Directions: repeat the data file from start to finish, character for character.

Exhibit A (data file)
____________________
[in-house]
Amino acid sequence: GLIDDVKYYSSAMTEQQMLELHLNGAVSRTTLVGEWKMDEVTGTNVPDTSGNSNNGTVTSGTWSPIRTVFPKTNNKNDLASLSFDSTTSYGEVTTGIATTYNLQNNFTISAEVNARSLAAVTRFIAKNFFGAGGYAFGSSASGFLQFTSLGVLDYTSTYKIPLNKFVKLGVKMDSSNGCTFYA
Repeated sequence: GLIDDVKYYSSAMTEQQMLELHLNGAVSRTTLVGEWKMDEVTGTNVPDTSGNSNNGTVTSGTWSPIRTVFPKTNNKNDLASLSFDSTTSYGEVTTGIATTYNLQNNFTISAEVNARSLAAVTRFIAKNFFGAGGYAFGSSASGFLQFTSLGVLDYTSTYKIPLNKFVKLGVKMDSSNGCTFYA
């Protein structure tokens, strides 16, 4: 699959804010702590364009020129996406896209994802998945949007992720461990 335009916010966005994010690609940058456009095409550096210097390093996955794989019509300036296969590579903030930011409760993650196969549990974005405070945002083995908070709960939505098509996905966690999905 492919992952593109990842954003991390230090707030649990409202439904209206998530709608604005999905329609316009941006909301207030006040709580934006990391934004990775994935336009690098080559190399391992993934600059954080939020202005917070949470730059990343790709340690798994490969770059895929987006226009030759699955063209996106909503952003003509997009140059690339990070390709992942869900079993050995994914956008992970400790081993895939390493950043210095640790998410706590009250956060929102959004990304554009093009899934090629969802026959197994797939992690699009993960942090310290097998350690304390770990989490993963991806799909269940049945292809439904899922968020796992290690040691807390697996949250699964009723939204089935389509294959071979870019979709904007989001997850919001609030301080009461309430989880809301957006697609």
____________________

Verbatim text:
[in-house]
Amino acid sequence: GLIDDVKYYSSAMTEQQMLELHLNGAVSRTTLVGEWKMDEVTGTNVPDTSGNSNNGTVTSGTWSPIRTVFPKTNNKNDLASLSFDSTTSYGEVTTGIATTYNLQNNFTISAEVNARSLAAVTRFIAKNFFGAGGYAFGSSASGFLQFTSLGVLDYTSTYKIPLNKFVKLGVKMDSSNGCTFYA
Repeated sequence: GLIDDVKYYSSAMTEQQMLELHLNGAVSRTTLVGEWKMDEVTGTNVPDTSGNSNNGTVTSGTWSPIRTVFPKTNNKNDLASLSFDSTTSYGEVTTGIATTYNLQNNFTISAEVNARSLAAVTRFIAKNFFGAGGYAFGSSASGFLQFTSLGVLDYTSTYKIPLNKFVKLGVKMDSSNGCTFYA
């Protein structure tokens, strides 16, 4: 699959804010702590364009020129996406896209994802998945949007992720461990 335009916010966005994010690609940058456009095409550096210097390093996955794989019509300036296969590579903030930011409760993650196969549990974005405070945002083995908070709960939505098509996905966690999905 492919992952593109990842954003991390230090707030649990409202439904209206998530709608604005999905329609316009941006909301207030006040709580934006990391934004990775994935336009690098080559190399391992993934600059954080939020202005917070949470730059990343790709340690798994490969770059895929987006226009030759699955063209996106909503952003003509997009140059690339990070390709992942869900079993050995994914956008992970400790081993895939390493950043210095640790998410706590009250956060929102959004990304554009093009899934090629969802026959197994797939992690699009993960942090310290097998350690304390770990989490993963991806799909269940049945292809439904899922968020796992290690040691807390697996949250699964009723939204089935389509294959071979870019979709904007989001997850919001609030301080009461309430989880809301957006697609």